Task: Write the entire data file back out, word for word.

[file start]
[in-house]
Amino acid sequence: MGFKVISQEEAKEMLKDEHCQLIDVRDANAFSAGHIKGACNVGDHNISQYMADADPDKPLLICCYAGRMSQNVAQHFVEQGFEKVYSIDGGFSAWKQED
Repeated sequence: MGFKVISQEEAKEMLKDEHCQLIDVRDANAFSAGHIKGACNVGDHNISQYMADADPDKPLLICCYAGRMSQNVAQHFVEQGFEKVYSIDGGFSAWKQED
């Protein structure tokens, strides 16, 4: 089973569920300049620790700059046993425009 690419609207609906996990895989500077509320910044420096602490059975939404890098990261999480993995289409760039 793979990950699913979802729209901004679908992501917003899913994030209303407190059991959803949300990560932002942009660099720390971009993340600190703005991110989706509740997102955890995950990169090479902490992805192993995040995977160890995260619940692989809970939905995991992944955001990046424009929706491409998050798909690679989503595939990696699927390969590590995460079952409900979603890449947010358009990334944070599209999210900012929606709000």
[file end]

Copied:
[in-house]
Amino acid sequence: MGFKVISQEEAKEMLKDEHCQLIDVRDANAFSAGHIKGACNVGDHNISQYMADADPDKPLLICCYAGRMSQNVAQHFVEQGFEKVYSIDGGFSAWKQED
Repeated sequence: MGFKVISQEEAKEMLKDEHCQLIDVRDANAFSAGHIKGACNVGDHNISQYMADADPDKPLLICCYAGRMSQNVAQHFVEQGFEKVYSIDGGFSAWKQED
């Protein structure tokens, strides 16, 4: 089973569920300049620790700059046993425009 690419609207609906996990895989500077509320910044420096602490059975939404890098990261999480993995289409760039 793979990950699913979802729209901004679908992501917003899913994030209303407190059991959803949300990560932002942009660099720390971009993340600190703005991110989706509740997102955890995950990169090479902490992805192993995040995977160890995260619940692989809970939905995991992944955001990046424009929706491409998050798909690679989503595939990696699927390969590590995460079952409900979603890449947010358009990334944070599209999210900012929606709000």